It was a Thanksgiving Day 2011. We were somewhere in the middle of the Atlantic Ocean, sharing a table for six with four other travelers. Once we sat down and introduced ourselves to each other, we agreed that we would be a new-far-away-from-home- family for this Thanksgiving. It was a quite unique international family, I would say. Mother and daughter from California, having roots in Jordan, and two travel bloggers, Jackie and Joel Smith (http://www.travelnwrite.com/), husband and wife from Washington State, USA.
At some point we started talking about Ukraine, its culture, politics, history, and… borshch, rich beet based soup. Jackie said: “Hey, Galyna, you should put a borsch recipe in your blog. Promise me that you will”. “Of course”, I said. And I know I should. How can I have a blog about Ukraine, and not write about its favorite world famous beet soup? It’s been there for centuries, and has traveled to many countries, becoming a favorite dish for so many families, including ours. My husband is American, but he says that his spirit is Ukrainian now. And, yes, he loves borshch. He eats it for breakfast even. Sometimes three times a day. And let me tell you, it’s a good deal for me too. I make a big pot of borshch, and I don’t have to worry about cooking any other soup for few days. How cool is that! And borshch actually gets better the next day, and even better the day after.
Many Ukrainians cook borshch with beef. But you can use any kind of meat; it depends on what you like. My husband and I prefer chicken. And whatever else I can find in the fridge and the kitchen cabinets. When I cook borshch in the States, I use pasta sauce instead of regular tomato paste. It adds a special flavor. I also add canned beans to my borshch- just love the way it tastes. And I add bell pepper. Sometimes, I add diced fresh tomatoes and chopped basil. By the way, I like cabbage to be a little crisp, so I add it in the end. When you are making borshch you have to taste it several times in order to balance that sweet and sour taste. It takes about 1h 45m before it is ready. If it’s not sour enough, you can add a little bit of lemon juice in the end. My grandma, for example, adds a little bit of flour to the sauce mixture- it makes borshch a bit creamy. So, it’s totally up to you how you make your borshch.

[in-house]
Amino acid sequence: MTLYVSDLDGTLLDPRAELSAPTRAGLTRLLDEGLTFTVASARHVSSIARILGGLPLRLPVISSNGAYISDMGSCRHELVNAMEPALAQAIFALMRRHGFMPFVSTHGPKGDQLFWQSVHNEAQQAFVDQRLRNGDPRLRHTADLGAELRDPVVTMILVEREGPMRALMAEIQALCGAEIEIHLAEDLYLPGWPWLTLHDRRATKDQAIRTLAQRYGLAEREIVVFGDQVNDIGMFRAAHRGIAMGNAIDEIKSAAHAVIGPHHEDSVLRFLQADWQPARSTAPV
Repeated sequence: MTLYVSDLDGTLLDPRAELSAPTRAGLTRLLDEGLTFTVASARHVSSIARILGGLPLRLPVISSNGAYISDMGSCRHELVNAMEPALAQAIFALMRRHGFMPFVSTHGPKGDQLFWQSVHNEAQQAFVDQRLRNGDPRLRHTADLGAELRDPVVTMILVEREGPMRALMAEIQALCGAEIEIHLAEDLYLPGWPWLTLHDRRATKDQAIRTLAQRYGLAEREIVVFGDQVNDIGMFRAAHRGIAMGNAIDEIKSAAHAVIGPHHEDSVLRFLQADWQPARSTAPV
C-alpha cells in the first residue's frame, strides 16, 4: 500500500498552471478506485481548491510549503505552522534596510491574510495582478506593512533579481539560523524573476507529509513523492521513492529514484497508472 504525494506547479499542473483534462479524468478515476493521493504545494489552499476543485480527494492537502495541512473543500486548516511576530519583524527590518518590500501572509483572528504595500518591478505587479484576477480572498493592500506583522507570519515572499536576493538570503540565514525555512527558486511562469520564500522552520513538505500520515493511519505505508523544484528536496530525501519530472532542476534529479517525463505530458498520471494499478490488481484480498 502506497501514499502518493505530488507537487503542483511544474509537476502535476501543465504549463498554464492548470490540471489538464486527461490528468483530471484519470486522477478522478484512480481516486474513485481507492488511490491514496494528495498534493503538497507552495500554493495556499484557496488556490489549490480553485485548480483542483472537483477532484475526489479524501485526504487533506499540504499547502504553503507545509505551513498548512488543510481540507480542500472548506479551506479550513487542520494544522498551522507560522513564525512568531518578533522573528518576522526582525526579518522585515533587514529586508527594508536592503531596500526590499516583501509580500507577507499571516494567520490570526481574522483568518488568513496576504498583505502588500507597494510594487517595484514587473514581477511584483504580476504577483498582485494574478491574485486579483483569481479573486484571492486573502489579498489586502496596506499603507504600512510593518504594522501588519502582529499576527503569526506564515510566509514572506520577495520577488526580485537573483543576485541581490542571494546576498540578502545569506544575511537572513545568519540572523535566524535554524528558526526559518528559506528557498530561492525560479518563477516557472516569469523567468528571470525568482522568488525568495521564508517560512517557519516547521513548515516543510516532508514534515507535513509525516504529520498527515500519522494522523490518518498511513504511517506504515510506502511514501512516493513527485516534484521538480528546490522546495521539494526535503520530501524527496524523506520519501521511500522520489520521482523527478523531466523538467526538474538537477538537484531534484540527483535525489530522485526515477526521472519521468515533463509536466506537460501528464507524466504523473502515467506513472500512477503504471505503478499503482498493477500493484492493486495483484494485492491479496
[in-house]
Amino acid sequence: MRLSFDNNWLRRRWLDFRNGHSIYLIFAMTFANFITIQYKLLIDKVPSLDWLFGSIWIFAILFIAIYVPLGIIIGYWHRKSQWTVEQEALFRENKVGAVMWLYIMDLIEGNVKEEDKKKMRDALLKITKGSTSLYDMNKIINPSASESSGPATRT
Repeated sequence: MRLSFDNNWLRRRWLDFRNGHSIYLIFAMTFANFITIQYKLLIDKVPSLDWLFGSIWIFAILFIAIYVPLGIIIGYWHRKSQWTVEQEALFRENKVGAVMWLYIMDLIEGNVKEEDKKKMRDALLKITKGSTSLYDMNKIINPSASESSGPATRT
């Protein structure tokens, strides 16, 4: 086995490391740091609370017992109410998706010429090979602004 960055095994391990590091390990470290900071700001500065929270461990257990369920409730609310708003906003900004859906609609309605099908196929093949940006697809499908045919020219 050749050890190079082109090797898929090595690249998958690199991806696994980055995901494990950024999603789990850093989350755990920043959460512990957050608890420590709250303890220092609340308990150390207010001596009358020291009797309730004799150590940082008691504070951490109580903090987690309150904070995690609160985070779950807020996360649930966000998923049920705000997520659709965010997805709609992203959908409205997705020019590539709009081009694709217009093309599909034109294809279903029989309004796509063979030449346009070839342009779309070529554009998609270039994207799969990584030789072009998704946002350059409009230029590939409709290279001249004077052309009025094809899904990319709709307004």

Here is my recipe.
What you need:
- 3 chicken thighs
- 2-3 medium peeled beetroots
- 4-5 peeled medium potatoes
- 1 large onion
- 3 medium carrots
- 1 can of kidney beans or white beans
- 4 tablespoons of tomato paste
- ¼ white cabbage head
- 1 bell pepper, seeded and diced
- 2 bay leaves
- 2 garlic cloves
- 1 tablespoon of unsalted butter
- Salt, pepper, spices, and herbs to taste
- Boil 3 quarts of water in a big pot.
- Add 3 chicken thighs. Bring to a boil, reduce heat and simmer gently. Skim foam, until all the impurities are gone.
- Add 1 sliced carrot, and half an onion. Simmer, covered, until meat becomes very tender (about 40 minutes). Remove meat, slice it, and put back into the pot. Add some salt, 2 bay leaves, and few peppercorns (to your taste).
- In a meantime, shred or chop the beets as thin as you can. Add them to the pot. Cook for 15 minutes.
- Peel and slice potatoes (the way you like). Add to the pot. Cook for 15 minutes (before adding the sauce mixture).
- In a separate skillet combine few tablespoons of cooking oil, chopped onion, 2 shredded carrots, and let it cook for few minutes. Then add tomato paste. Add diced bell pepper. Stir and cook for about 10 minutes.
- Add beans to the pot.
- Add cooked tomato paste mixture to the pot. Mix everything well. Add a little spice if you like (not too much though).
- Slice cabbage very thin, add it to the pot.
- Let it all cook for another 15-20 minutes.
- Add 2 garlic cloves cut in four. Cook for 5 minutes.
- Add herbs and 1 tablespoon of unsalted butter.
- Turn off the heat.
Let borshch sit for about 1 hour before serving. Though, they say, and we agree, that borshch is the best on a second day. Serve it with a sour cream, if you like.
Bon Appétit! “Smachnoho” in Ukrainian; “Priyatnogo Appetita” in Russian! Enjoy your meal!
And let me know what you think!